Hierarchical program structures

Hierarchical Program Structures Dahl and Hoare, 1972

We continue to work our way through Liskov’s list. ‘Hierarchical program structures’ is actually a book chapter, and is notable for defining a ‘prefix’ mechanism that looks awfully like a form of class inheritance, paving the way for hierarchical program structures (i.e. Class hierarchies). The main takeaway for me is the idea that architectural layers should correspond to conceptual layers, with every entity in a given layer being at the same level of conceptual abstraction.

A programming language provides us with basic concepts and composition rules for constructing and analysing computing processes… data and operations on data seem to be so closely connected in our minds, that it takes elements of both kinds to make up any concept useful for understanding computing processes.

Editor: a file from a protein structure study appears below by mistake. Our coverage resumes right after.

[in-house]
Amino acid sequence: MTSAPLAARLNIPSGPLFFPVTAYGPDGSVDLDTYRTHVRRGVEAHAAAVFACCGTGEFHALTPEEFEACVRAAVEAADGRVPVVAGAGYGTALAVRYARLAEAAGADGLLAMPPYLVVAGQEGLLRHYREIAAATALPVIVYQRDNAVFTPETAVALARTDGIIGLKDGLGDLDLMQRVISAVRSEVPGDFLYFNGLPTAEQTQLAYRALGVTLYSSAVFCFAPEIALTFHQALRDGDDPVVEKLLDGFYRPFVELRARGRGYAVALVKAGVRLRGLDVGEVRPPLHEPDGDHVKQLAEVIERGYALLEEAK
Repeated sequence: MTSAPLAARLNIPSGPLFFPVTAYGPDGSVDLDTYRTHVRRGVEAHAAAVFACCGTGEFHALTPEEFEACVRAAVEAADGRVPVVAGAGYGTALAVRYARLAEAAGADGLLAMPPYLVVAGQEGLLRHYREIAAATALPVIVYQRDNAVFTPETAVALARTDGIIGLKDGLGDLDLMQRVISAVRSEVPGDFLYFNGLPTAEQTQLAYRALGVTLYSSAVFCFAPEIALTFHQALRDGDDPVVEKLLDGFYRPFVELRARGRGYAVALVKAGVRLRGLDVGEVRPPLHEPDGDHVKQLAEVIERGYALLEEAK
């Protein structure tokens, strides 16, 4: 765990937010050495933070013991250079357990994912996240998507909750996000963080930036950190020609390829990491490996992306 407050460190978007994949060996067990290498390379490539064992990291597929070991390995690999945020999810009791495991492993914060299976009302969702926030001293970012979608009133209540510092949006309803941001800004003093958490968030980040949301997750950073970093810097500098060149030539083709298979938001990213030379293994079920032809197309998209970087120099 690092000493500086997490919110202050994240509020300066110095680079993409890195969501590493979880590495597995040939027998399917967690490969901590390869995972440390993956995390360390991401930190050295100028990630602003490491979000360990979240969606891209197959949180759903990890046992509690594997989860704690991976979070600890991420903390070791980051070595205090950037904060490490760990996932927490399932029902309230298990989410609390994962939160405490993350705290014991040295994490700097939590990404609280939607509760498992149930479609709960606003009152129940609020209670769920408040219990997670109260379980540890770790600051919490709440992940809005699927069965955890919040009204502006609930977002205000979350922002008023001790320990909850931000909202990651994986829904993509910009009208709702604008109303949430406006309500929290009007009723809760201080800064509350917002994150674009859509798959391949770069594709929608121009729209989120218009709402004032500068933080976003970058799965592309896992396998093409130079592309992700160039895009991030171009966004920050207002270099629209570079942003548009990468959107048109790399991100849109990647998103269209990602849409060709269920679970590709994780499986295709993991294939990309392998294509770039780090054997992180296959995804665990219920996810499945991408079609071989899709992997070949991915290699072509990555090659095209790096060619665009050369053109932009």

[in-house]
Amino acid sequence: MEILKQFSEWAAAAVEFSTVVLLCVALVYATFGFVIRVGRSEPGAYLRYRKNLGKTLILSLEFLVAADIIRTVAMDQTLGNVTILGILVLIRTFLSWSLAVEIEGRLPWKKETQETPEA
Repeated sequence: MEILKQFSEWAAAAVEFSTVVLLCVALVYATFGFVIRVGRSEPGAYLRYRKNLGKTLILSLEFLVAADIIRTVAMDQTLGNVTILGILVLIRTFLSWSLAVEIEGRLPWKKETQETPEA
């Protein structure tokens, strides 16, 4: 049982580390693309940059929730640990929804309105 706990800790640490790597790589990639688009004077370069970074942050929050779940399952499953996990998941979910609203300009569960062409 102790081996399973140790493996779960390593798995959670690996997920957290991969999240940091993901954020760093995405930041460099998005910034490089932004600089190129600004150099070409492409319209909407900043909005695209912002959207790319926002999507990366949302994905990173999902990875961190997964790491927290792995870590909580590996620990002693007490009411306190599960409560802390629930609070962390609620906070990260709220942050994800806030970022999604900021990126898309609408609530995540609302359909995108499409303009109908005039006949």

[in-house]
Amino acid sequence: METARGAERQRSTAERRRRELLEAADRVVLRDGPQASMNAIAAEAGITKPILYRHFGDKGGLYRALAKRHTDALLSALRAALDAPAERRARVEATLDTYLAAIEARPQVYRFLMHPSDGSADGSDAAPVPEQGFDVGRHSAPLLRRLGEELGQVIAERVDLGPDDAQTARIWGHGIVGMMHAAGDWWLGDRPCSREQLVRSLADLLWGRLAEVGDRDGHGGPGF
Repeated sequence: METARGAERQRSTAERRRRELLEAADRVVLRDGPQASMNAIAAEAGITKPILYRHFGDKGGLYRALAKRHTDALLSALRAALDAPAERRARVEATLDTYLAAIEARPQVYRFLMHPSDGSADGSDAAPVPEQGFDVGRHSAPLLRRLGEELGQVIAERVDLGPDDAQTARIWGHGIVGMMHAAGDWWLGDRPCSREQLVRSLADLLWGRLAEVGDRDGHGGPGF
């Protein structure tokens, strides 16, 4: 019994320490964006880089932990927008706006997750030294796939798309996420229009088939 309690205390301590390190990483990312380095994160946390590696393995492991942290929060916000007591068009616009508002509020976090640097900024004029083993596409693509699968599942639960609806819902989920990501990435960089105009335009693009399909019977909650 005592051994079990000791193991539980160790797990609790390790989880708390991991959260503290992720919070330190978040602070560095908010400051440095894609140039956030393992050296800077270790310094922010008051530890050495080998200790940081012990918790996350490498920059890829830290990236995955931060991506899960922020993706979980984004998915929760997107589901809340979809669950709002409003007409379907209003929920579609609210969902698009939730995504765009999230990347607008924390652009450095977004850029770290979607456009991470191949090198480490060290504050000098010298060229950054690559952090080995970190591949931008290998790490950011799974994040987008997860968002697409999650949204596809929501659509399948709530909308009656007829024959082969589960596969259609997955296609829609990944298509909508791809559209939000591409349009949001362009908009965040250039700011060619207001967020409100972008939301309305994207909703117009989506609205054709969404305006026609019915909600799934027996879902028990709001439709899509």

On top of the concepts provided by a programming language, we build higher level concepts. The necessity for this is simply the limits of our own intellect – precise thinking is possible only in terms of a small number of elements at a time. As a consequence,

… The only efficient way to deal with complicated systems is in a hierarchical fashion. The dynamic system is constructed and understood in terms of high level concepts, which are in turn constructed and understood in terms of low-level concepts, and so forth. This must be reflected in the structure of the program which defines the dynamic system; in some way or other the higher level concepts will correspond to program components.